When I went to Berlin for work a few years ago, I opted to spend the weekend following my trip visiting a good friend in Paris, so I didn’t have much time to explore Berlin itself. My flight to France left in the early evening, so I spent my final day running all over the city, trying to hit as many of the big tourist attractions as I could with a day pass to the U-Bahn, Berlin’s subway, which – true to stereotype – was incredibly efficient. (A hop-on, hop-off bus is another good alternative for seeing a city very quickly, and in retrospect that might have been an even better option on this cold, gloomy day, since my poor toes got quite frozen with all the walking between subway stations.)
I started my day by heading to Schloss Charlottenburg (Charlottenburg Palace), one of Berlin’s most famous attractions. My walk here from the subway station took me through a beautiful neighborhood, filled with pastel-colored row houses and charming cobblestone streets.
Built in 1699, as a summer home for Queen Sophia Charlotte of Prussia, the palace was severely damaged in World War II but has been meticulously restored. It’s really gorgeous and I’m sure I could have easily spent several hours exploring it and the surrounding gardens if I’d had more time.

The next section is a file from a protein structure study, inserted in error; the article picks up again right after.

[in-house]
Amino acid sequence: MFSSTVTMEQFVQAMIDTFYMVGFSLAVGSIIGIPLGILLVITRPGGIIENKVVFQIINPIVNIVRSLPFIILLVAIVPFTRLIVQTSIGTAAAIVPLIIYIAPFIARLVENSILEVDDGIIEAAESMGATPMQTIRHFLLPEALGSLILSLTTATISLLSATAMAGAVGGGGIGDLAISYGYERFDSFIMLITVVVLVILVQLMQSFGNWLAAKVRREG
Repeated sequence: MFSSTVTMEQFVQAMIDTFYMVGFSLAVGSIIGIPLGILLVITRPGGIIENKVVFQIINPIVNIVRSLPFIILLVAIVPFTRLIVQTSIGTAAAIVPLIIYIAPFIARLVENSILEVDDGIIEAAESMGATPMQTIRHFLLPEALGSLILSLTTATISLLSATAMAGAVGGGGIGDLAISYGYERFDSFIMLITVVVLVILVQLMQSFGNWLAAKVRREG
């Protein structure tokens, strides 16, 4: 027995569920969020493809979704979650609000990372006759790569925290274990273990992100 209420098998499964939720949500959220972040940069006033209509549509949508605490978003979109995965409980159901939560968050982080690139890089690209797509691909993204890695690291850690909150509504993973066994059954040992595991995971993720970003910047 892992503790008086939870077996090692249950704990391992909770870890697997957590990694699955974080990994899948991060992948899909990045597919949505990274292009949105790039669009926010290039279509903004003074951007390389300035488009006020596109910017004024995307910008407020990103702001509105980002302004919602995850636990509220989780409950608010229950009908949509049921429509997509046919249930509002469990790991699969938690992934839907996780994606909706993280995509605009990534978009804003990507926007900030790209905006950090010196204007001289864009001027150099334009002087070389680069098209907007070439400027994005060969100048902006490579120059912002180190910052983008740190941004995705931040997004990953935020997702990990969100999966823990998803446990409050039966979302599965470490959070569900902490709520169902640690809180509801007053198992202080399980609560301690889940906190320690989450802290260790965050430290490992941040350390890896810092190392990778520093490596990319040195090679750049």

Alas, my time was limited, so I caught the U-Bahn to central Berlin to catch up with much more recent history. I started at Potsdamer Platz, where a plaque now marks where the Berlin Wall cut through the square. From there, it’s a short walk to a few sections of the Wall that are still standing, and to Checkpoint Charlie, the famous Wall crossing point that was the site of a stand-off between Soviet and American tanks during the Berlin Crisis of 1961. The same neighborhood is also home to the Topography of Terror, a Holocaust museum built on the site of the former Gestapo and SS headquarters. Since it was free I went through it quickly, and although it was obviously deeply disturbing and hard to view, I thought the museum was very well put together and I would highly recommend it, even to those who are short on time.
I can’t say the same thing about Checkpoint Charlie, which is one of the more gimmicky museums I’ve been to, complete with actors dressed up as American soldiers that you can pose with for a fee. I thought the whole thing was pretty silly, especially since the guard house and “You are leaving the American sector” sign are not the originals but just replicas built for display purposes, but it’s one of those places that you feel like you have to see.
I got back on the U-Bahn and headed to Brandenburg Gate, the iconic Berlin landmark that has been home to many famous speeches and protests throughout history. Brandenburg Gate is just around the corner from the Reichstag Building, home to the German Parliament. You can tour the inside, but it has to be arranged well in advance, so it’s something I’ll have to put on my list for next time. I enjoyed walking around the exterior though.
And of course, I found time to indulge in the local delicacies, especially wiener schnitzel, my favorite German dish.
Berlin is definitely a place I’d love to return to someday and see more thoroughly, but I’m glad I was able to fit in at least a brief introduction to the city.